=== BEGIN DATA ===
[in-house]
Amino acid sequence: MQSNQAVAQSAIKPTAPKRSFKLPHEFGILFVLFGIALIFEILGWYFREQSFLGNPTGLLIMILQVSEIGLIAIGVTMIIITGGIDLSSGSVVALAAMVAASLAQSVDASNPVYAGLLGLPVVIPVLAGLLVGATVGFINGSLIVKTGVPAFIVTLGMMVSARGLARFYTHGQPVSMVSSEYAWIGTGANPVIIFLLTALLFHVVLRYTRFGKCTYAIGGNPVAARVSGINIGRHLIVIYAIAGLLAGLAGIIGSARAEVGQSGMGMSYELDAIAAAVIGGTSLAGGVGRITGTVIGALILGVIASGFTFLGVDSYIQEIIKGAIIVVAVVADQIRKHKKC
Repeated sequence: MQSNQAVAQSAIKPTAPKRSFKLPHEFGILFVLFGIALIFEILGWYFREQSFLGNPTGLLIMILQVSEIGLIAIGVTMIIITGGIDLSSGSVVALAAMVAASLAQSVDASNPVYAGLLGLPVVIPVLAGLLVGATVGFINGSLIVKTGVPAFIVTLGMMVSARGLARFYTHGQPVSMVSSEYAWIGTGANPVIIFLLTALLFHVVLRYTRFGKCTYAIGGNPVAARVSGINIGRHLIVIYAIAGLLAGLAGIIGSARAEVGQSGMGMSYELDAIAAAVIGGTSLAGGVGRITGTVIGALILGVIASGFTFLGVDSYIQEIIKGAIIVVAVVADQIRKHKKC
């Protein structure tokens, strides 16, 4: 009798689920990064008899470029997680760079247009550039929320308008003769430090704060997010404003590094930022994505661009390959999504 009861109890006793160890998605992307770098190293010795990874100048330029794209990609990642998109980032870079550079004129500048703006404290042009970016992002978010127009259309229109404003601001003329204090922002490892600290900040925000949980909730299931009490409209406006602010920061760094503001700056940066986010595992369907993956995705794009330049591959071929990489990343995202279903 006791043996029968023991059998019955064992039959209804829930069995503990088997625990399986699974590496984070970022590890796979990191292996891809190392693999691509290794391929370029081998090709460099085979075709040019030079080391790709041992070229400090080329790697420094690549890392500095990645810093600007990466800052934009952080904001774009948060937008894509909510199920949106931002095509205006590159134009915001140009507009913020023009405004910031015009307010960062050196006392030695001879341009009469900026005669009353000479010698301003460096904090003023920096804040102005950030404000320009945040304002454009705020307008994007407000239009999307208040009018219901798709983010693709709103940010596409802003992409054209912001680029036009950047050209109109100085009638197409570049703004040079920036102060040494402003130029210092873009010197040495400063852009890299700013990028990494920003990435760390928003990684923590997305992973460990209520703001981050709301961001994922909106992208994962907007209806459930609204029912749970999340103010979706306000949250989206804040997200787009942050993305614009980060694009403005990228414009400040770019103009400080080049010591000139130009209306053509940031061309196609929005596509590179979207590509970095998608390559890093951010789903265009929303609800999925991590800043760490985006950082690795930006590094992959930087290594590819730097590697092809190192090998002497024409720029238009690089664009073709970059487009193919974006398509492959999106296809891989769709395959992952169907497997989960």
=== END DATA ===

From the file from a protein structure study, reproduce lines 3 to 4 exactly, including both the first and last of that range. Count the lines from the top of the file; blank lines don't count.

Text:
Repeated sequence: MQSNQAVAQSAIKPTAPKRSFKLPHEFGILFVLFGIALIFEILGWYFREQSFLGNPTGLLIMILQVSEIGLIAIGVTMIIITGGIDLSSGSVVALAAMVAASLAQSVDASNPVYAGLLGLPVVIPVLAGLLVGATVGFINGSLIVKTGVPAFIVTLGMMVSARGLARFYTHGQPVSMVSSEYAWIGTGANPVIIFLLTALLFHVVLRYTRFGKCTYAIGGNPVAARVSGINIGRHLIVIYAIAGLLAGLAGIIGSARAEVGQSGMGMSYELDAIAAAVIGGTSLAGGVGRITGTVIGALILGVIASGFTFLGVDSYIQEIIKGAIIVVAVVADQIRKHKKC
């Protein structure tokens, strides 16, 4: 009798689920990064008899470029997680760079247009550039929320308008003769430090704060997010404003590094930022994505661009390959999504 009861109890006793160890998605992307770098190293010795990874100048330029794209990609990642998109980032870079550079004129500048703006404290042009970016992002978010127009259309229109404003601001003329204090922002490892600290900040925000949980909730299931009490409209406006602010920061760094503001700056940066986010595992369907993956995705794009330049591959071929990489990343995202279903 006791043996029968023991059998019955064992039959209804829930069995503990088997625990399986699974590496984070970022590890796979990191292996891809190392693999691509290794391929370029081998090709460099085979075709040019030079080391790709041992070229400090080329790697420094690549890392500095990645810093600007990466800052934009952080904001774009948060937008894509909510199920949106931002095509205006590159134009915001140009507009913020023009405004910031015009307010960062050196006392030695001879341009009469900026005669009353000479010698301003460096904090003023920096804040102005950030404000320009945040304002454009705020307008994007407000239009999307208040009018219901798709983010693709709103940010596409802003992409054209912001680029036009950047050209109109100085009638197409570049703004040079920036102060040494402003130029210092873009010197040495400063852009890299700013990028990494920003990435760390928003990684923590997305992973460990209520703001981050709301961001994922909106992208994962907007209806459930609204029912749970999340103010979706306000949250989206804040997200787009942050993305614009980060694009403005990228414009400040770019103009400080080049010591000139130009209306053509940031061309196609929005596509590179979207590509970095998608390559890093951010789903265009929303609800999925991590800043760490985006950082690795930006590094992959930087290594590819730097590697092809190192090998002497024409720029238009690089664009073709970059487009193919974006398509492959999106296809891989769709395959992952169907497997989960």